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Ethical and Societal Implications of Internet-Based Engineering Education: Faculty and Student Perspectives

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Conference

2011 ASEE Annual Conference & Exposition

Location

Vancouver, BC

Publication Date

June 26, 2011

Start Date

June 26, 2011

End Date

June 29, 2011

ISSN

2153-5965

Conference Session

Integration of Liberal Education into Engineering

Tagged Divisions

Liberal Education/Engineering & Society and Engineering Ethics

Page Count

10

Page Numbers

22.642.1 - 22.642.10

Permanent URL

https://peer.asee.org/17923

Download Count

11

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Paper Authors

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K.L. Jordan Michigan Technological University Orcid 16x16 orcid.org/0000-0002-8406-628X

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K.L. Jordan completed her bachelor’s and master’s degrees in Mechanical Engineering at Michigan Technological University in 2006 and 2008 respectively. During her undergraduate tenure she was an active member of the National Society of Black Engineers (NSBE) and currently serves on the Board of Directors. She is also the current President of the ASEE student chapter at Michigan Tech. As the recipient of a King-Chavez-Parks graduate fellowship, Ms. Jordan has agreed to seek an engineering faculty position upon completion of her doctoral degree. She is also the recipient of a GEM Fellowship.

Anahita Pakzad received a bachelor's degree in civil engineering from KNT University of Technology in Tehran, Iran, in 2007. As a mechanical engineering doctoral student her work includes nanomechanical properties of the interphase in polymer composites. She serves as the Treasurer of the Michigan Tech ASEE chapter.

Renee Oats is in the doctoral program in civil engineering at Michigan Tech where her research consists of structural health monitoring of bridges and modeling bridge behavior. Renee aspires to conduct further industrial research on more innovative bridge monitoring techniques and to obtain a professorship in STEM related fields. She serves as the Vice President of the Michigan Tech ASEE chapter.

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Anahita Pakzad Michigan Technological University

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Renee Oats Michigan Technological University

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Renee Oats is a Ph.D. student studying civil engineering at Michigan Tech.

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Abstract

Ethical and Societal Implications of Internet-Based Engineering EducationAbstractTo explore the ethical and societal implications of internet-based engineering educationthe authors conducted focus groups with undergraduate and graduate engineeringstudents and personal meetings with engineering faculty in Mechanical, Civil, Electrical,Chemical, and Environmental Engineering. The responses from these meetings wereanalyzed and discussed in this paper.Internet-based engineering education has been in existence since the early 1990s inseveral forms. Through internet-based learning students are able to pace themselves,interact with instructors and other classmates, and participate in live feedback sessions.Internet-based learning also accounts for various types of learning styles and physicaldisabilities. There are many positive implications of internet-based learning such as ameans to interactively present and disseminate curricula through courseworkmanagement tools such as Blackboard. It also opens doors for collaboration andcontinuing education for full time employees, i.e. “learning anywhere, anytime.” Studentsare encouraged to expand their knowledge of the material being taught through media,images, animation and streaming audio/video.Although internet-based engineering education is an accepted practice across the UnitedStates and abroad, there are obvious ethical and societal consequences that should beaddressed. Do students feel they are gaining the proper knowledge in their courses andlabs? Do their expectations of what will be asked of them on homework and examsreflect reality? Are students prone to cheating and plagiarism?This paper will discuss the ethical and societal implications of internet-based engineeringeducation, specifically focusing on the submission of internet-based homework andexams.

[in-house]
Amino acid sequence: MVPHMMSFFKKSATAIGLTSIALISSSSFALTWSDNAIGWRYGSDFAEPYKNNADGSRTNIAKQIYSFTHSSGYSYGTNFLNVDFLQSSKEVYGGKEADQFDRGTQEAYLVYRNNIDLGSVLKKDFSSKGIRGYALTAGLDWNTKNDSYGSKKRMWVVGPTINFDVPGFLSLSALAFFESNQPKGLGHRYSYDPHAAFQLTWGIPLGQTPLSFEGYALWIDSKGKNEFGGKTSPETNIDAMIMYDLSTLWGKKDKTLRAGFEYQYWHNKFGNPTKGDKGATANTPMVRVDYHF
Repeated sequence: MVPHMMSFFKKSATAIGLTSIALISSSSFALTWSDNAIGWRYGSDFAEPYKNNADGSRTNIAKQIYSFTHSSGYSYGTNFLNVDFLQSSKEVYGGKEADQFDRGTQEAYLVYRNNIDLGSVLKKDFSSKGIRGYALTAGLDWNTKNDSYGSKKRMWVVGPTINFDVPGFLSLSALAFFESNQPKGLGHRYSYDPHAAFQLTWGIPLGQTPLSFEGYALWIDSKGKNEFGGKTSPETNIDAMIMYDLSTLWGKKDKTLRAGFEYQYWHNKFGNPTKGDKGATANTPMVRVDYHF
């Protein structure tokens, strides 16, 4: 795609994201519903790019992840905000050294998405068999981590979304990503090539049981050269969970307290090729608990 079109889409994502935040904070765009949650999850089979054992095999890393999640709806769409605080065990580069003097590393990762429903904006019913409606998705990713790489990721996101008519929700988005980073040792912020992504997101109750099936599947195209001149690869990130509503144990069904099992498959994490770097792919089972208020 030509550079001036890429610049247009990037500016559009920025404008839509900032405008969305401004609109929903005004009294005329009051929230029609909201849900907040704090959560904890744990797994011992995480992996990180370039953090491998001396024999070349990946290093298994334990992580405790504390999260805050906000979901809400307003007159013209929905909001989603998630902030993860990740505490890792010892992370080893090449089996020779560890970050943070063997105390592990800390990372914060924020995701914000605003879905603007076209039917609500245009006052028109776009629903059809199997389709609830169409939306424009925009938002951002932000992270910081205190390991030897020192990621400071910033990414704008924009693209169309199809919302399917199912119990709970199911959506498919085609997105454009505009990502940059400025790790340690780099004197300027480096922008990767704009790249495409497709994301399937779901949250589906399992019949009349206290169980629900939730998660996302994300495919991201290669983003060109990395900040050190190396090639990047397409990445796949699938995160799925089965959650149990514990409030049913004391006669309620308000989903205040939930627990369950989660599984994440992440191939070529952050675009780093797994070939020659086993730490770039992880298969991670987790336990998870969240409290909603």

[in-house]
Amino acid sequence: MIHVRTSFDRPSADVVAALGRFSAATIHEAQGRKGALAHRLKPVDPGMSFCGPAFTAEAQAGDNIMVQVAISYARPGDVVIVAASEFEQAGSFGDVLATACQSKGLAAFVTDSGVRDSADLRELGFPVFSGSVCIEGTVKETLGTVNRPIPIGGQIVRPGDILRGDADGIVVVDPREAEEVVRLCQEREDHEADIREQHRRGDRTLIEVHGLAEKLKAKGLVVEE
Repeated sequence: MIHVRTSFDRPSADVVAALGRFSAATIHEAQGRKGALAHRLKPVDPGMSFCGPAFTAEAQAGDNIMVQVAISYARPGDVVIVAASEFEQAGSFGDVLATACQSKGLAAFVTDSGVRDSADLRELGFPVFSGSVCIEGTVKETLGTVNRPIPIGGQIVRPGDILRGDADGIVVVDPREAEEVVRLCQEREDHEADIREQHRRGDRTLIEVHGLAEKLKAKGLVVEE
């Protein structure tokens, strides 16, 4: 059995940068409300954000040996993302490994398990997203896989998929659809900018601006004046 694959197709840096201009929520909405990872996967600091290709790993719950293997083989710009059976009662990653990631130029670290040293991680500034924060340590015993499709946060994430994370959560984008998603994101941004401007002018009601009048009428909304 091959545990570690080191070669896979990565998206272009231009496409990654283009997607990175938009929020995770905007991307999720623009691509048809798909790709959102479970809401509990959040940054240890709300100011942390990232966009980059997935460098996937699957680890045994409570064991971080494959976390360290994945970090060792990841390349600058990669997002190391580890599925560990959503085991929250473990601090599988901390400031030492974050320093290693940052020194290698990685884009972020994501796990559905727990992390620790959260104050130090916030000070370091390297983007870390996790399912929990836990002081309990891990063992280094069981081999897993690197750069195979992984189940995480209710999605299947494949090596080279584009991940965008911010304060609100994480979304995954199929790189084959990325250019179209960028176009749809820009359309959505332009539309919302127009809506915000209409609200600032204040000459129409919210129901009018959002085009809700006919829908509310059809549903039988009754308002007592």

Jordan, K., & Pakzad, A., & Oats, R. (2011, June), Ethical and Societal Implications of Internet-Based Engineering Education: Faculty and Student Perspectives Paper presented at 2011 ASEE Annual Conference & Exposition, Vancouver, BC. https://peer.asee.org/17923

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